A friend of mine who is new to teleworking was complaining that her overseas prospects wanted to speak with her on the phone. Since she didn’t want to have to pay for international calls, she turned down these lucrative offers. “I don’t want my fees to be consumed by phone bills,” she said.
“You don’t need to use the phone, you can always use voice chat or VoIP,” I suggested.
It seems that not everyone who sets out to do web work knows how to establish their communication methods. There are many tools that allow us to sidestep more traditional — and usually more expensive — means of communicating with our clients, such as client visits and phone calls. For those who are just starting out, here are your options:
Sometimes I still see online contractors with casual email addresses like “email@example.com.” While you can use any email address to communicate with friends and family, stick to something more formal for professional use. If you don’t want to go through the trouble of checking multiple inboxes and notifying personal contacts about your new email address, you can easily use multiple email accounts instead, and access all of them via one master inbox.
To avoid having your email addresses plastered all over the Internet (and attracting spam), set up a contact form on your web site. In my experience, potential clients often prefer a contact form they can fill out on your site, since they don’t have to open their email client to send you a message.
Instant messaging (IM) is real-time text chatting over the web. IM is useful for real-time client support and quick exchanges that are too short for email.
Some people have trouble expressing themselves via instant messaging, so don’t make this your only option for client support. Also, if you have clients that aren’t tech savvy, they rarely want to communicate this way. Still, many corporate remote workers I know stay in touch throughout the day via instant messaging. Here are some IM applications you can use:
If you need an IM app that allows you to handle multiple accounts using the same interface, you might want to look at Lifehacker’s roundup of the five best instant messengers.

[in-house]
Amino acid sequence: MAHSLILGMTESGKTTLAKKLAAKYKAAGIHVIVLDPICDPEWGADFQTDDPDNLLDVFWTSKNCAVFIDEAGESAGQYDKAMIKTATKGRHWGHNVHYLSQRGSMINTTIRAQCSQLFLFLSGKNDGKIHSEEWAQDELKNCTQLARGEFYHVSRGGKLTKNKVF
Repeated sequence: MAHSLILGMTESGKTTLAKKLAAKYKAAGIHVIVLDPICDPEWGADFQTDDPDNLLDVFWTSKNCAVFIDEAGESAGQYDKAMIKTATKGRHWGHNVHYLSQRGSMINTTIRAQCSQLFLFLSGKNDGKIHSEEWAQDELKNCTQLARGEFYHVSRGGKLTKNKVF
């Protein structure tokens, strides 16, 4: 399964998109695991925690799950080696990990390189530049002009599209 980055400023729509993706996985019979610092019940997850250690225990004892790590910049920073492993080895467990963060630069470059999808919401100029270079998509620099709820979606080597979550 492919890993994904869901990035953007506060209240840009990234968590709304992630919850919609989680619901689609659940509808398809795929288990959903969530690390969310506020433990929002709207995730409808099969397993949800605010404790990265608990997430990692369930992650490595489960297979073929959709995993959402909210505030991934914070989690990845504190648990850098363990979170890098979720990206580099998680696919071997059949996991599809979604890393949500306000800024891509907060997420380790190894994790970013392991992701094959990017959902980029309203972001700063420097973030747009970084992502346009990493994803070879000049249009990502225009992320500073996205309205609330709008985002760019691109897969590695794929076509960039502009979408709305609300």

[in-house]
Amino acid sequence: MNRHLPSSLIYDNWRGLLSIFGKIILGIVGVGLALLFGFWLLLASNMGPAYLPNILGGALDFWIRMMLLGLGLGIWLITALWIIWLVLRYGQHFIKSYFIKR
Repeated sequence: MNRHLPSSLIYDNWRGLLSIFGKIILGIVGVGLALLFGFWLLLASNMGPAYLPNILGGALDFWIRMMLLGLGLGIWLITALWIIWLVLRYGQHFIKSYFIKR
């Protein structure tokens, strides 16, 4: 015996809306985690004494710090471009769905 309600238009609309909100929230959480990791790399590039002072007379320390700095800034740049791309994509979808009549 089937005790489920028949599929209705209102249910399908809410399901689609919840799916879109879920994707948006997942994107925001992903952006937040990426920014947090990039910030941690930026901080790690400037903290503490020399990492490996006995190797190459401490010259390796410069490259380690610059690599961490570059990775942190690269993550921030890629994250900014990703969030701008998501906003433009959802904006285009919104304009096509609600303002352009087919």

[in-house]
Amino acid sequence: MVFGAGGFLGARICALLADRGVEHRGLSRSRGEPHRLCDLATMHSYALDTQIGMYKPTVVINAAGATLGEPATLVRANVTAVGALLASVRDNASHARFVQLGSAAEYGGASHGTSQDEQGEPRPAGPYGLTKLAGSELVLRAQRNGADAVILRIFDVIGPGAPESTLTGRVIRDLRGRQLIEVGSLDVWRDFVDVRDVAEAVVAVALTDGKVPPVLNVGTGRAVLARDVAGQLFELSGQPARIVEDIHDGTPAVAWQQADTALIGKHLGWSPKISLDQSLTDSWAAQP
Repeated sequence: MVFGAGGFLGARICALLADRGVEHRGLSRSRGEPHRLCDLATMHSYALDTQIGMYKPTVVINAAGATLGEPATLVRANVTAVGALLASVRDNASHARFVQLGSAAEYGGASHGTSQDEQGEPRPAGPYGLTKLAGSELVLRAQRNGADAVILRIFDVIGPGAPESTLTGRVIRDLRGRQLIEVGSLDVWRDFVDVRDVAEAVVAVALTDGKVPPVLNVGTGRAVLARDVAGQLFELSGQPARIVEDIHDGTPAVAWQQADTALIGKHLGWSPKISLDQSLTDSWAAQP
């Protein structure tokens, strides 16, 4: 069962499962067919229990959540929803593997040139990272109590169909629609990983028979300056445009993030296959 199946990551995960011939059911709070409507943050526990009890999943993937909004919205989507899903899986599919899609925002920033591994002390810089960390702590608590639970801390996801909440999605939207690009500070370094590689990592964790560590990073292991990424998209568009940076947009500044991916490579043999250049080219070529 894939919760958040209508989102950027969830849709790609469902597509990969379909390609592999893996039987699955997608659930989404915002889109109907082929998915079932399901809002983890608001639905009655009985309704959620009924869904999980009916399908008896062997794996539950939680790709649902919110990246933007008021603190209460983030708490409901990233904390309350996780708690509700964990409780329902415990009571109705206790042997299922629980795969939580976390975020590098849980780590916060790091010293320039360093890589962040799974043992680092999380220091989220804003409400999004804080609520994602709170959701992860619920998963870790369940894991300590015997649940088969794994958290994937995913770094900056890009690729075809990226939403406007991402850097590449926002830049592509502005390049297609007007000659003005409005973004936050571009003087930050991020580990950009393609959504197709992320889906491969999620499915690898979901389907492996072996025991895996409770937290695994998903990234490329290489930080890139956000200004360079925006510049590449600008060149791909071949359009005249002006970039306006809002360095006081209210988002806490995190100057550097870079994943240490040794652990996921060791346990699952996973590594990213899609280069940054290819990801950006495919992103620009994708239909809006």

Phone, VoIP and Voice Chat
Although it might seem simpler to have one phone line for both business and personal contacts, it’s wise to keep them separate. You don’t want to provide 24/7 phone support for colleagues and clients, and you don’t want your workday to be interrupted by a call from your mom, either.
But what if you’re working with people who are overseas, as in the case mentioned earlier? That’s where VoIP (Voice over Internet Protocol) comes in. Instead of using regular phone lines, VoIP transmits audio through the internet. We’ve covered VoIP here at WWD before, including how you can use it to cut business costs.
While I’ve never felt the need to purchase my own fax machine, there are still some situations that call for faxing. For those of us who primarily deal with local clients, a regular fax machine might be enough even if it’s a second-hand unit. But if you’re mostly working with people overseas, sending faxes back and forth can be costly. Online faxing solutions such as efax and MyFax can be much cheaper in the long run.
If you’re wary about giving your home address out to clients and business contacts, you can use a PO box or take advantage of online mailbox services such as Earth Class Mail or its European equivalent, Swiss Post Box. There’s also Private Box for those who want mailboxes in New Zealand.
Establishing multiple ways for clients to communicate with you isn’t that hard. When you’re starting out, it’s usually enough to have two different ways for clients to reach you (say, email and phone). Should you need more, the apps and services above give you plenty of options to choose from.
How do potential clients usually contact you? Which method do they use the least?